Furthermore, we performed an analysis of the citation count of references per year for the whole investigated period of time 1928–2019. For this purpose, we applied the RPYS method as embedded in CRExplorer (Thor et al., 2016). Figure 8 shows the RPYS plot for the cited reference analysis for each year and for each publication. Following the RPYS method, 16 positive peaks with magnitude >50 for 17 separate years were found, as follows: 1928, 1934, 1937, 1949, 1951, 1957, 1965, 1968, 1972, 1976, 1980, 1985, 1995–1996, 2000, 2004, and 2006. From the figure, it seemed that the gray bars formed a bell that centered on the 2000–2010 years, meaning that many cited references were published during these years. Potential explanations could be that in those years the recombinant forms of MAO enzymes were available and the crystal structure solved, thus these important references were more cited. Meanwhile, there was a strong positive peak in 2000. Some references were cited >100 times by the analyzed MAO publications, though they did have >10% contributions to the peak. Two such exemplars were reporting inhibition of MAO by coumarin derivatives (Gnerre et al., 2000), and a potential association between MAOA gene polymorphism and variability in aggressiveness and impulsivity (Manuck et al., 2000). Nine seminal references fulfilled our predefined criteria of having >10% contributions to a positive peak with magnitude >50. All of them were published in 1972 or before (Table 7). The seminal paper by Mary Bernheim (Hare, 1928) was identified in the first positive peak. Another notable seminal reference was by Lowry et al. (1951), which described the technique of a biochemical assay to measure the total level of protein in a test solution. It should be noted that by analyzing the cited references, we were able to identify not only the historical root of MAO but also articles reporting methods that became standard techniques in protein research field and thus highly cited by the MAO field. If only seminal papers regarding the MAO proteins were focused on, then these references were identified in four representative years: 1928, 1957, 1968, and 1972.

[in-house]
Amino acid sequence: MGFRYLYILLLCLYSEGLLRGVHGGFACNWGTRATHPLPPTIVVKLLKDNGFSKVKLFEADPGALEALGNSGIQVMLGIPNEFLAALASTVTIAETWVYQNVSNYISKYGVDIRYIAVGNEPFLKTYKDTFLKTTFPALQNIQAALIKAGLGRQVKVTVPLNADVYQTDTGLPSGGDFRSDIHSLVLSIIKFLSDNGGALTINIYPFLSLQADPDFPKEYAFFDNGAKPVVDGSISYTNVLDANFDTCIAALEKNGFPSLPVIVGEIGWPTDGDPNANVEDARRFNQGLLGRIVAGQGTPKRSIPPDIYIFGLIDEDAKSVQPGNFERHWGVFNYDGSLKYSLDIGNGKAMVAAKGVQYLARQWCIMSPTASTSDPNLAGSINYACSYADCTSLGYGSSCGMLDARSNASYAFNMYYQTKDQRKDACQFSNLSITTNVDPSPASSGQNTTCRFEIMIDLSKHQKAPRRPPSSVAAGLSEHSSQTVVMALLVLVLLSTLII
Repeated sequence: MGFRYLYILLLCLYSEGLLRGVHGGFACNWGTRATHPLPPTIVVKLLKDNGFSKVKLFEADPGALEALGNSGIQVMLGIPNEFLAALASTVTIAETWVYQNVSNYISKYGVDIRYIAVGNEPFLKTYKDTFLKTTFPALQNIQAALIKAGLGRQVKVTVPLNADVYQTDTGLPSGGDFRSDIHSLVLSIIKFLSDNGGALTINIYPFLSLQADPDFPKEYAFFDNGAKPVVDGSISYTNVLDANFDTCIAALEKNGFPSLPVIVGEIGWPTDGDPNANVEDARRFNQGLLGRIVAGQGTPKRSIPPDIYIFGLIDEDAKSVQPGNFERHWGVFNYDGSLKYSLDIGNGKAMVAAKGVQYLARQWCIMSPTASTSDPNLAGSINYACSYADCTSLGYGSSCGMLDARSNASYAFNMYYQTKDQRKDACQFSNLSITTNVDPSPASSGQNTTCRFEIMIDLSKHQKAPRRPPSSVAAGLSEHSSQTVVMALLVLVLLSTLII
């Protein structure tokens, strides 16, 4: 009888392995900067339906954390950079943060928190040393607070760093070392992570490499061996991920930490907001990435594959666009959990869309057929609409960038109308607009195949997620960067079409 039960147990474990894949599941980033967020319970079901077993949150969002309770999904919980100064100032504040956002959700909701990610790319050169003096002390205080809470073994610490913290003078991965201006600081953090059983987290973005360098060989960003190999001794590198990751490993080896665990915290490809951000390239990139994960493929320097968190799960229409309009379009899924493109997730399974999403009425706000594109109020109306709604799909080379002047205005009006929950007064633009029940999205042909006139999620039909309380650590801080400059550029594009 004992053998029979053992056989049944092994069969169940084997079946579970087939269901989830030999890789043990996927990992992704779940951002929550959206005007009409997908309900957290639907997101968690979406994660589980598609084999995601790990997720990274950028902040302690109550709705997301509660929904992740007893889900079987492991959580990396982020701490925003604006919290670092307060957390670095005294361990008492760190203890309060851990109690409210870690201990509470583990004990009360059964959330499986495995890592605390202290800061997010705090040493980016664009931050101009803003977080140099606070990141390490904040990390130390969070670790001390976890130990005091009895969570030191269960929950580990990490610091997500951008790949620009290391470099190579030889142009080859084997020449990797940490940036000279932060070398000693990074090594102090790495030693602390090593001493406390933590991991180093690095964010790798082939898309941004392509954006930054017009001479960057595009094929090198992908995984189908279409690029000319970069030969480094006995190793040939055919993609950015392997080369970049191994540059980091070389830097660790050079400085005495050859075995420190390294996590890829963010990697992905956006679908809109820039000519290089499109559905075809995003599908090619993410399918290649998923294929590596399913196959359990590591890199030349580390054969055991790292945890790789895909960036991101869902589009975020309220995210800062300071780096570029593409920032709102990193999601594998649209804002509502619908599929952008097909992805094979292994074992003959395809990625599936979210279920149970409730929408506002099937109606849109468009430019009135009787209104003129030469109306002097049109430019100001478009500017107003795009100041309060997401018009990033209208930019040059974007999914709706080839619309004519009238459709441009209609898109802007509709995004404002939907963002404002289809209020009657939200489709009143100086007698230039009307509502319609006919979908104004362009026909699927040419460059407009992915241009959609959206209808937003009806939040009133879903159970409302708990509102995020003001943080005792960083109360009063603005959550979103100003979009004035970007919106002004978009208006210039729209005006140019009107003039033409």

Figure 8. Reference publication year spectroscopy (RPYS) method. The reference lists of the 19,854 monoamine oxidase publications were analyzed using the CRExplorer software (v.1.9, 2018). References were sorted by publication year (horizontal axis), and the citation counts received by all references published in the same year were added up and visualized in bars (gray vertical axis). The waveform showed the fluctuations in the deviation of the annual citation count from its 5-year median (red vertical axis).
The current analysis has some limitations. First, the search strategy might limit the body of literature to be analyzed. Second, some MAO articles might not be indexed by the WoS database, especially the older ones. Alternative databases could be considered, such as Scopus, to identify additional publications, but data from multiple databases cannot be merged due to their differences in indexing and counting, and thus cannot be integrated in our analysis. Readers should also be aware of the general increase of scientific production along the 20th century (Figure 4B), which was growing in a higher level compared to MAO publications in recent years (until 70s the trend was the opposite and the number of MAO articles was increasing more rapidly than the total number of academic articles). Nevertheless, the graph shows that the interest in these proteins is still very high. In general, the number of scientific articles, citations, journals, and institutions has been also progressively increasing. It would be interesting to normalize the results (publication and citation data of the MAO research field) with respect to these changing parameters. However, such normalization would be very complicated and hence not applicable for the current study. To the best of the authors’ knowledge, a similar bibliometric analysis approach has not been done before so that in the future it can be applied to other targets (e.g., specific proteins) to allow a better comparison.